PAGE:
With the rise in the number of working mothers, demand for places has surged despite the recession. Pre-school daycare is delivering steady income, making it an increasingly attractive sector for long-term investors, such as pension groups.
The anticipated £220m acquisition of nursery chain Busy Bees by Canadian pension fund Ontario Teachers has highlighted the soaring value of the childcare sector.
The nursery industry is estimated to be worth a potential £30bn to the UK economy, with 3.5m children aged four and under in the UK.
According to research house Key Note, the value of the market has risen by 16.1pc between 2007 and 2012, although growth slowed in 2010 and 2011, to 1.4pc and 1.6pc respectively.
The reasons for the industry's growth are not hard to see. As well as the upswing in domestic childbirth rates in recent years, there has also been substantial immigration, mainly among 20-40-year-olds, which has added to the spike in the number of children attending pre-school classes.
Childcare costs are increasing significantly in some parts of the country and, according to figures compiled by the Daycare Trust charity, there has been a 5.8pc increase in weekly fees at facilities for children aged under two.
Busy Bees, which is Britain's largest nursery chain, runs 212 nurseries, catering for 19,000 children. It is being targeted by Teachers' Private Capital, the investment arm of the Canadian pension fund, which is understood to prefer founder-operated businesses because it seeks long-term returns.
Busy Bees was the brainchild of John Woodward, a former deputy head who taught children with behavioural difficulties. He and his wife, Lynn, wanted a great nursery education for their young son so they sold their house, persuaded friends to do the same, and bought their first nursery. That was 30 years ago.
From that risky start he built up the chain, which he still runs and part-owns, though US education firm Knowledge Universe now has a majority stake.
"Teachers likes to support education companies," said a source close to the deal. "It looks after Canada's teachers' pensions so the learning sector is part of its DNA."
In 2010 it snapped up UK-based Acorn Care, which provides education for vulnerable children.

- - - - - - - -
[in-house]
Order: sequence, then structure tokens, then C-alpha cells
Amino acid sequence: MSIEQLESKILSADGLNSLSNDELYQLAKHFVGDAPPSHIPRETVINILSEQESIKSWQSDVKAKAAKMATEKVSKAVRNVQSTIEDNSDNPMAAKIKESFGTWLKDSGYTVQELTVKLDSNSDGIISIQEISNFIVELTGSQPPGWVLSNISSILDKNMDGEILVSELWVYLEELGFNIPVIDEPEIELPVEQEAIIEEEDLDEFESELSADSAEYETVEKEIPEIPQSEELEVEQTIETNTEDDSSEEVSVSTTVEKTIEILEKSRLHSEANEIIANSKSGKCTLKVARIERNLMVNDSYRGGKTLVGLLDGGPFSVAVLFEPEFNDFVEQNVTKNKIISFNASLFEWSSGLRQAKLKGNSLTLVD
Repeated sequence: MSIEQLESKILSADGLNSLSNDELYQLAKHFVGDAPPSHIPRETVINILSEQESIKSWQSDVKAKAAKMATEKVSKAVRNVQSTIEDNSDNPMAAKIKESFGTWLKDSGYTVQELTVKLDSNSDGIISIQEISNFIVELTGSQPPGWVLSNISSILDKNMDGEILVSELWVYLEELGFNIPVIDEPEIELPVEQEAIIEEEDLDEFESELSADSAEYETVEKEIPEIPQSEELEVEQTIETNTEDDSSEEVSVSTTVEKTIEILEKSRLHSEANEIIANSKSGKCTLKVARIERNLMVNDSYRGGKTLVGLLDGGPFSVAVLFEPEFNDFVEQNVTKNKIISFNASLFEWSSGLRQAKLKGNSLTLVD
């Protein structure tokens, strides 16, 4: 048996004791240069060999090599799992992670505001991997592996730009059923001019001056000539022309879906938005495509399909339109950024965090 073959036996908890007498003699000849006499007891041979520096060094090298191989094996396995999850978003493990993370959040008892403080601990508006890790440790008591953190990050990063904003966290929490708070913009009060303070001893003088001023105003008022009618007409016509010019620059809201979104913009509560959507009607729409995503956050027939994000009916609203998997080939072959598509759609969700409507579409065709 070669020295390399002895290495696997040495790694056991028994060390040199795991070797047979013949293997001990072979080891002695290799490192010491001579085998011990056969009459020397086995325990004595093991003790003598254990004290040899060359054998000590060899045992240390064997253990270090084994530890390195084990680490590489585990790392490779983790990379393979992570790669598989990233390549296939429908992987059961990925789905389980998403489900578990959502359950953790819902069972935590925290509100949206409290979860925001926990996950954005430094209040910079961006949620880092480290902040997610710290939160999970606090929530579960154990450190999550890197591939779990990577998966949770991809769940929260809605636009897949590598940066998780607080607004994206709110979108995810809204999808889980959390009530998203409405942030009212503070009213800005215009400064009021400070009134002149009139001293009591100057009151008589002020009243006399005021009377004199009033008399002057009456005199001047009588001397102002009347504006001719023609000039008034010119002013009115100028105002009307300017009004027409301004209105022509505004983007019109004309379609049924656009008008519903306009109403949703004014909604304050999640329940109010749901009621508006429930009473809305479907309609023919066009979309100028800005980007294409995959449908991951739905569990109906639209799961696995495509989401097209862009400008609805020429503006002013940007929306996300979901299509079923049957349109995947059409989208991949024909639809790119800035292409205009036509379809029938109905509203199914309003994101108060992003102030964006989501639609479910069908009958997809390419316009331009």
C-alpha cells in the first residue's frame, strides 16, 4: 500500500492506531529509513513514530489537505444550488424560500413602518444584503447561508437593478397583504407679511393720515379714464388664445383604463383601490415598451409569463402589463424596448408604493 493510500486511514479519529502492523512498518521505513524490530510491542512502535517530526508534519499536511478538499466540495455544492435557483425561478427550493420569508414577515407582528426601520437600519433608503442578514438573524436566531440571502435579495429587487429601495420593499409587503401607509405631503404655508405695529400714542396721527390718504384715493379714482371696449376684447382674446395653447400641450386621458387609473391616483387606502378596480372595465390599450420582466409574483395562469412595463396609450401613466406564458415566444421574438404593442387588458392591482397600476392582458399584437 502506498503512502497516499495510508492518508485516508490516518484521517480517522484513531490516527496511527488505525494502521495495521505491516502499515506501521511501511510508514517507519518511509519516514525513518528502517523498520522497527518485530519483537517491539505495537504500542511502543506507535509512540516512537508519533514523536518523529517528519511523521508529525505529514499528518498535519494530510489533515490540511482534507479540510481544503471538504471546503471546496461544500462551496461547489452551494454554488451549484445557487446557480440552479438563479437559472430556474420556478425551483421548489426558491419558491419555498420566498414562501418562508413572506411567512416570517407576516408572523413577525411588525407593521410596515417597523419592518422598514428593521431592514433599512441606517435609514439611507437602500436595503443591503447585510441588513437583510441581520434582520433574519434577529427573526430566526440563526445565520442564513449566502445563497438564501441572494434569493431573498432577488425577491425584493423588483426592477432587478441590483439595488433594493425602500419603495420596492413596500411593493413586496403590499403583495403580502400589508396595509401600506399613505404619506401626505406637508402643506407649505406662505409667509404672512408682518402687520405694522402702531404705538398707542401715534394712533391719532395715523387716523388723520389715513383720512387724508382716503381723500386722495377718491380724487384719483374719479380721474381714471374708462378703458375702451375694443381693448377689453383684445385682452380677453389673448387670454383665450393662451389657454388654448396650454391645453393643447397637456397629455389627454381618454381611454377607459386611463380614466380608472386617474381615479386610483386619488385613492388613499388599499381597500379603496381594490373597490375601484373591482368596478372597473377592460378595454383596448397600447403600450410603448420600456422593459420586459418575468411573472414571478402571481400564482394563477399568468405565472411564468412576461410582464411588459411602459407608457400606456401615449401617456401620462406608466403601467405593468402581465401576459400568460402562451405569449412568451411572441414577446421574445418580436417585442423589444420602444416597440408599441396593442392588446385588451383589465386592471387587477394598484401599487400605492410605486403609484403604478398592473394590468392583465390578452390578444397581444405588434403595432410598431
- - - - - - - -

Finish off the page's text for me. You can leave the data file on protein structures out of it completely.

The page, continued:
It is not the only overseas company buying into the industry. Earlier this year, Bright Horizons, which is listed on the New York Stock Exchange, bought British nursery chain Kids Unlimited and acquired all of Casterbridge Nurseries' 27 branches, in what was the largest deal that the UK nursery sector had seen for some years.
Another attraction of Britain's nursery sector is the financial backing it receives from the Government, which spends more than £7bn a year on pre-school support, among the highest in the world .
Much of this goes on the childcare voucher scheme, which provides tax relief on nursery, nanny and childminding costs. It is only available via employers, but many large and small companies take part.
Personal finance expert Martin Lewis said: "Childcare vouchers can save many parents with kids aged up to 15 more than £1,000 a year on childcare. The key is they enable you to pay for childcare out of your pre-tax and National Insurance income. While this doesn't sound much, the benefit is huge."
The Government's plans to expand this scheme makes the nursery industry more attractive to investors.
Andrew Nicholson, M&A partner at financial advisers KPMG, said: "The childcare market is fragmented and it is therefore appealing to private equity investors and pension funds looking to consolidate and build economies of scale. Another appealing facet, from a private equity investor's perspective, is that the sector is highly regulated, which creates barriers to entry.
"At the same time, the childcare market itself is becoming increasingly professionalised, with childcare becoming a more advanced vocation. The combination of these three factors is driving a good deal of interest in childcare businesses at the moment."
-reprinted from the Telegraph